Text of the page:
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Employment Law A-Z - Carer's Leave

View profile for Molly Mackay
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Time off for carers is soon to be a legal right, with the introduction of the Carer’s Leave Act 2023 and the subsequent Carer’s Leave Regulations 2024, due to come into force on 6 April 2024. This will entitle employees who have a dependant with a ‘long-term care need’ to take one week of unpaid leave throughout a twelve-month period. This could be taken as one week in a block or non-consecutive days or half days. 

This is a Day One right for employees; therefore, they will not need qualifying service to access this right. The employee must put their intention to take leave in writing, giving at least twice the amount of notice as leave requested, or if longer three days’ notice. Employers cannot decline the requests but can postpone them if the business would be ‘unduly disrupted’. However an employee cannot be treated detrimentally or dismissed for requesting or taking Carer’s Leave, or if the employer thinks they will.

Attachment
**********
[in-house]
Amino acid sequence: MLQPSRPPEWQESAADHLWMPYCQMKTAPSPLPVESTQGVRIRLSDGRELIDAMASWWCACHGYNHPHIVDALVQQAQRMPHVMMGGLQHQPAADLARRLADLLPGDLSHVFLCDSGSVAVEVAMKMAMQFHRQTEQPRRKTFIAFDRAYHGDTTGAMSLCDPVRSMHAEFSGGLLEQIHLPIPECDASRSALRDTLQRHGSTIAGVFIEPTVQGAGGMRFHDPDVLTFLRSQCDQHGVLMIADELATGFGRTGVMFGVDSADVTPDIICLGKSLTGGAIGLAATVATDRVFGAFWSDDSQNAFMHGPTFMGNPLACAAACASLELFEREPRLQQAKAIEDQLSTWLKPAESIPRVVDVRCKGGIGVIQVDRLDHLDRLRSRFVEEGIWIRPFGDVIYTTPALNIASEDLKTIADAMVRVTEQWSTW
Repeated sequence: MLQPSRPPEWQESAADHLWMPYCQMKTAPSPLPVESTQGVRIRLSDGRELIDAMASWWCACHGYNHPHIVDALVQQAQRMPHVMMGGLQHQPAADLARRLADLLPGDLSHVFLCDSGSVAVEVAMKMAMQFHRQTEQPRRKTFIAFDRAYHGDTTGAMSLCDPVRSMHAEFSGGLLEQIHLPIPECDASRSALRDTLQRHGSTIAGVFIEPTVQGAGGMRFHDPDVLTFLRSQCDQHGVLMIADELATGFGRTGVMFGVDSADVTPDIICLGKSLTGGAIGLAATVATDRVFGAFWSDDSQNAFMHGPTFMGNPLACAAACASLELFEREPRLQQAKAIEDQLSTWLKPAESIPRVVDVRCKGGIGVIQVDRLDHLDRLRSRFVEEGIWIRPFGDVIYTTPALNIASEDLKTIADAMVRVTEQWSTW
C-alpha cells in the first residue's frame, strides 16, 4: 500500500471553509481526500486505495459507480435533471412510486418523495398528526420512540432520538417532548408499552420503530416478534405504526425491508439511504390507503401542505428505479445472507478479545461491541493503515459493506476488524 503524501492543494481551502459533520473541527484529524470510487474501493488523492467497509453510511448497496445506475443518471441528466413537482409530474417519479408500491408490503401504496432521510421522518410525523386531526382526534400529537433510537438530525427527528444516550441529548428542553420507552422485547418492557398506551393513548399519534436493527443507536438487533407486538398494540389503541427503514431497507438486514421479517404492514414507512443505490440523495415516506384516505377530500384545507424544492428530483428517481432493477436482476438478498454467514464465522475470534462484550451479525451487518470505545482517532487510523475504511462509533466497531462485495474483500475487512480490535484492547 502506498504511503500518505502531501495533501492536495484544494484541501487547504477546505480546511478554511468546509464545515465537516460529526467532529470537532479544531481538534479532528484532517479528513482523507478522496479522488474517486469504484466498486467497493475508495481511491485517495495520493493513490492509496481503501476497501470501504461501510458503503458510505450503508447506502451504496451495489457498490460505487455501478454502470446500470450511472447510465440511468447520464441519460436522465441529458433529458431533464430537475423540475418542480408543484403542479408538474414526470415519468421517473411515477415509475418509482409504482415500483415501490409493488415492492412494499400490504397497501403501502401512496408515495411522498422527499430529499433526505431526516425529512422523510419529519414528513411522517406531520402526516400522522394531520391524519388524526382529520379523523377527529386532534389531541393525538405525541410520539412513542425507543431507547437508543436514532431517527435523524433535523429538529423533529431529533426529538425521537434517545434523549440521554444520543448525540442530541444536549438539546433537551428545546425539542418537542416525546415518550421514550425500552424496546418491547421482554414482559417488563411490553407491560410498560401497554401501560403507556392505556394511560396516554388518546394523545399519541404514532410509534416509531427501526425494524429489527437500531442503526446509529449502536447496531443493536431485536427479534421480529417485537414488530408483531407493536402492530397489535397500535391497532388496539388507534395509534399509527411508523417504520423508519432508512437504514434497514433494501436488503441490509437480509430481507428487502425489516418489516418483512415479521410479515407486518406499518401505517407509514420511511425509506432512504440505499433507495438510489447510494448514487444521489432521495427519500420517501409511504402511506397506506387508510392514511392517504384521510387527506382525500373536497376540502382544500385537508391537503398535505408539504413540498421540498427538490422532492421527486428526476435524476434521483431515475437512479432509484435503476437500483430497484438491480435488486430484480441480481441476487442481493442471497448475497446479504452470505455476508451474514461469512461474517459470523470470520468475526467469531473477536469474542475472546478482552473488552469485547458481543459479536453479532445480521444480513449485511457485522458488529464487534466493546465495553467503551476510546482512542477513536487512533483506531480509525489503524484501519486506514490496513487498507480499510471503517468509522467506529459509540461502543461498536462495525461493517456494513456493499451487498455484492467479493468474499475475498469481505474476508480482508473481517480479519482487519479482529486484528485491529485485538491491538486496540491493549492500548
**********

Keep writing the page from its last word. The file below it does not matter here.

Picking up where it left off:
Make sure you’re prepared ahead of April by creating a Carer’s leave policy.

Under the new Regulations:

Dependant means:

  • spouse, partner, child, parent
  • Lives in same household
  • Reasonably relies on the employee to provide or arrange care

Long term healthcare need means:

  • Physical or mental illness or injury that requires or likely to require more than 3 months care 
  • Disability; or
  • Requires care relating to old age